But economists warn the central bank's actions will not be sufficient without government firepower in the form of aggressive spending.
The Fed's actions were reminiscent of the worst days of the 2008 global financial crisis, when the central bank used all of its policy tools and then created new ones to try to stop the economy's freefall.
For the third time in a week, the New York Federal Reserve Bank announced a huge increase to its cash injections into American financial markets, and also broadened its purchases of US Treasury debt, a move economists are calling "quantitative easing" (QE) – the strategy used during the global financial crisis to provide stimulus and keep borrowing costs low.
The announcement did little to help equities which plunged further into the red, losing 10% in their worst session since 1987.
The New York Fed will offer $500 billion in three-month loans, called repurchase agreements or "repos" on Thursday and Friday, March 13, and $500 billion in one-month repos on Friday. Then over the coming month, it will provide $500 billion a week each of one- and three-month repos.
Those amounts are on top of at least $175 billion daily in overnight funding, and twice-weekly offers of at least $45 billion in two-week repos.
"These changes are being made to address highly unusual disruptions in Treasury financing markets associated with the coronavirus outbreak," the New York Fed said in a statement.
"This is a full-blown crisis response operation, intended to make it abundantly clear that the Fed will not allow liquidity to dry up," Ian Shepherdson, chief economist of Pantheon Macroeconomics, said in a note.
The Fed uses the money market to keep the central bank's policy interest rate – the federal funds rate – in line with the desired range. Financial institutions borrow for very short periods, from one day to a year, a crucial function to keep the gears of the economy running.
The New York Fed said operations "will be adjusted as needed to foster smooth Treasury market functioning."
In addition to an array of overlapping short-term funding to ensure markets have sufficient liquidity to operate amid the virus fears, starting Friday the New York Fed will buy longer term US Treasury debt, rather than just 3- and 6-month bills which it has been buying at a rate of $60 billion a month since mid-October.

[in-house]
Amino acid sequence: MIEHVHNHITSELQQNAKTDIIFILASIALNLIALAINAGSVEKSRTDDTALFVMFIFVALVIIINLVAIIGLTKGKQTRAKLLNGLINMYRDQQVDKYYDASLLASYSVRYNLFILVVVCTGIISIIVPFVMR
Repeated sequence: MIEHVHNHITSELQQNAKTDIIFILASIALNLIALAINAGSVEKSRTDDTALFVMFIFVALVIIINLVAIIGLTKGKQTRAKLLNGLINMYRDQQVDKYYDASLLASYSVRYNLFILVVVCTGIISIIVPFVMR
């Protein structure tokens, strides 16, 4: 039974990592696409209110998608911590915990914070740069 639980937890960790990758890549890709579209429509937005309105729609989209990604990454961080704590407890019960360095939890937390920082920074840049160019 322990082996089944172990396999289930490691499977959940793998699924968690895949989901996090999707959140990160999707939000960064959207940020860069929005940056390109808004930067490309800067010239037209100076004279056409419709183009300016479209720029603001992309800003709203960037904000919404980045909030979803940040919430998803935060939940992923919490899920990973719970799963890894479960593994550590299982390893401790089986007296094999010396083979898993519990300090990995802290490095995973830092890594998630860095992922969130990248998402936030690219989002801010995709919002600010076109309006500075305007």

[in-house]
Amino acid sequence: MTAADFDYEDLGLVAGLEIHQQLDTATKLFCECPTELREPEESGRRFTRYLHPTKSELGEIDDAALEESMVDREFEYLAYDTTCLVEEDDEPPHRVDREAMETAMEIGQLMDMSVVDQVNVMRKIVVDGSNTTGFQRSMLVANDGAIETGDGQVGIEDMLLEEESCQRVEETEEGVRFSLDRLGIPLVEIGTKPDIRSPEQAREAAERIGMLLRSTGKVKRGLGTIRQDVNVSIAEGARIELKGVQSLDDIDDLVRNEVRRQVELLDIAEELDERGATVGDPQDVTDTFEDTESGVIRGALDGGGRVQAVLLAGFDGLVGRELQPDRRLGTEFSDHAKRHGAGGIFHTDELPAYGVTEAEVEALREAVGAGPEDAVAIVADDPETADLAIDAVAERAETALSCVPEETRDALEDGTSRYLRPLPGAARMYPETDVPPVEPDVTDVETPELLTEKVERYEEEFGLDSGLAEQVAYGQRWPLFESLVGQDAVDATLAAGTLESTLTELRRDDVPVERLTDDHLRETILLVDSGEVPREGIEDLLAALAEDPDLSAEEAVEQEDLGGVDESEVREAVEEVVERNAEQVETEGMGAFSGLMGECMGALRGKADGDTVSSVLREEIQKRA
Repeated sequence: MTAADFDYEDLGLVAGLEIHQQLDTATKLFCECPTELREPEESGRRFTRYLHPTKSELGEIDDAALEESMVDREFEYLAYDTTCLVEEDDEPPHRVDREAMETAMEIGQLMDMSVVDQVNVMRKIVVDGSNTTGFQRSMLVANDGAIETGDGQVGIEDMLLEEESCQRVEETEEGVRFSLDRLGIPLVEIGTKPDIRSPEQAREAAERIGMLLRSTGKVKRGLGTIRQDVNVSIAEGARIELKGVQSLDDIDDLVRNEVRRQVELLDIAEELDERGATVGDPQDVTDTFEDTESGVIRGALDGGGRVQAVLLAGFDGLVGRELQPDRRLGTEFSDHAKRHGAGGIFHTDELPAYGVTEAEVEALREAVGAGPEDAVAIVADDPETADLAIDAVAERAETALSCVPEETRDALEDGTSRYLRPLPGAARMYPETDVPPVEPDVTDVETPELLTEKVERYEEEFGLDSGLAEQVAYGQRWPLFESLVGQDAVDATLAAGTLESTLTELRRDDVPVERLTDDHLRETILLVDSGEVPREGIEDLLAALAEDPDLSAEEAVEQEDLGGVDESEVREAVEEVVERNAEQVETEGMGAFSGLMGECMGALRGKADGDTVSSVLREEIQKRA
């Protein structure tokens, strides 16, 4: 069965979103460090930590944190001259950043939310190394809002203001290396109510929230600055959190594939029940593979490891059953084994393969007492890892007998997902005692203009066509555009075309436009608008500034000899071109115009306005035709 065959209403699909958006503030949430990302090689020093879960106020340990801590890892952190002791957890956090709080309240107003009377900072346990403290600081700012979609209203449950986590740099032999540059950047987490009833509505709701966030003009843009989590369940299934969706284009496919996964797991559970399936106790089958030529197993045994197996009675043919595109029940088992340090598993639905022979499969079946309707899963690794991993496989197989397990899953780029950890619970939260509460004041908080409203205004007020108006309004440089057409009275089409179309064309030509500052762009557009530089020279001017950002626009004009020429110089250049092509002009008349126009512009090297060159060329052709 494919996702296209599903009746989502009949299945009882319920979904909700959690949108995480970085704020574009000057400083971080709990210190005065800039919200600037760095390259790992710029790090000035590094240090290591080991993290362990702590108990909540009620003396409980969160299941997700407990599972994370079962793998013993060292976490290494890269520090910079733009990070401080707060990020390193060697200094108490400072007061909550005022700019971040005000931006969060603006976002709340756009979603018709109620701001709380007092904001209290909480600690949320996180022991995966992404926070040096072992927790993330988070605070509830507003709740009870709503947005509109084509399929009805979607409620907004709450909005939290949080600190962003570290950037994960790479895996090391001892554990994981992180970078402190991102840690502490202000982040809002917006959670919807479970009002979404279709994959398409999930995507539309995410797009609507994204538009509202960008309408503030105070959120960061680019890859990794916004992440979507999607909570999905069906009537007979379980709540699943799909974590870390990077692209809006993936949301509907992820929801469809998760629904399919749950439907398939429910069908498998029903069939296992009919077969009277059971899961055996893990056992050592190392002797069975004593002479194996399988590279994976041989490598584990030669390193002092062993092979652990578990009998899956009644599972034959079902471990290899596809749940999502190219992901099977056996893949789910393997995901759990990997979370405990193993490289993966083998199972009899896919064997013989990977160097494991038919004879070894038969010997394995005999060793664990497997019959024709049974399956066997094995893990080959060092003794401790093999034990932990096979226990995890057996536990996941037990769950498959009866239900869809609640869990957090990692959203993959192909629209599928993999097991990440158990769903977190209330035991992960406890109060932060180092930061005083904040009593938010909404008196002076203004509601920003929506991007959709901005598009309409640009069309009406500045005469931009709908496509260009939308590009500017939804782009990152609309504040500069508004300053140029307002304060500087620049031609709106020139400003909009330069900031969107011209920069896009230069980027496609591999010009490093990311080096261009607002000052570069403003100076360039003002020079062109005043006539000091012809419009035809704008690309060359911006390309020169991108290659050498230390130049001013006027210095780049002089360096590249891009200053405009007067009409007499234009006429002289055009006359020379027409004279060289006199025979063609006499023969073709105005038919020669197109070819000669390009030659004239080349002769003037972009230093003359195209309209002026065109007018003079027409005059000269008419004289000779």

"We applaud the Fed's actions as they are necessary, but unfortunately... it is not sufficient," Kathy Bostjancic of Oxford Economics told Agence France-Presse.
"The Fed likely will end up slashing interest rates to the effective lower bound and greatly ramping up QE. But most importantly [we] need effective leadership from the White House and Congress that includes appropriate fiscal policy."
The Fed last week made an emergency cut in the benchmark borrowing rate, lowering it by a half-point to 1% to 1.25% to boost confidence in the face of increasing concerns the spread of COVID-19 could impact the US and global economies.
But as those fears have been realized and more disruptions ripple across the country, impacting airlines, hotels, restaurants, and Broadway, economists say policymakers could deliver an even larger rate cut March 18 following the bank's regularly scheduled two-day meeting, with some saying the level could be slashed to zero, where it was during the global financial crisis.
The Fed's actions "should limit the damage," Shepherdson said. "Now it's up to Congress to fire the fiscal bazooka, the bigger and quicker the better."
US President Donald Trump last week signed a bill with $8 billion in emergency funding, but that largely goes to medical equipment, medication, and testing supplies for state and local governments.
He has called for a payroll tax cut but Congress is divided over what additional steps should be included in a stimulus bill, after Republicans rejected the Democratic plan that would include funding for lost wages and paid sick leave, as well as expanded unemployment benefits. – Rappler.com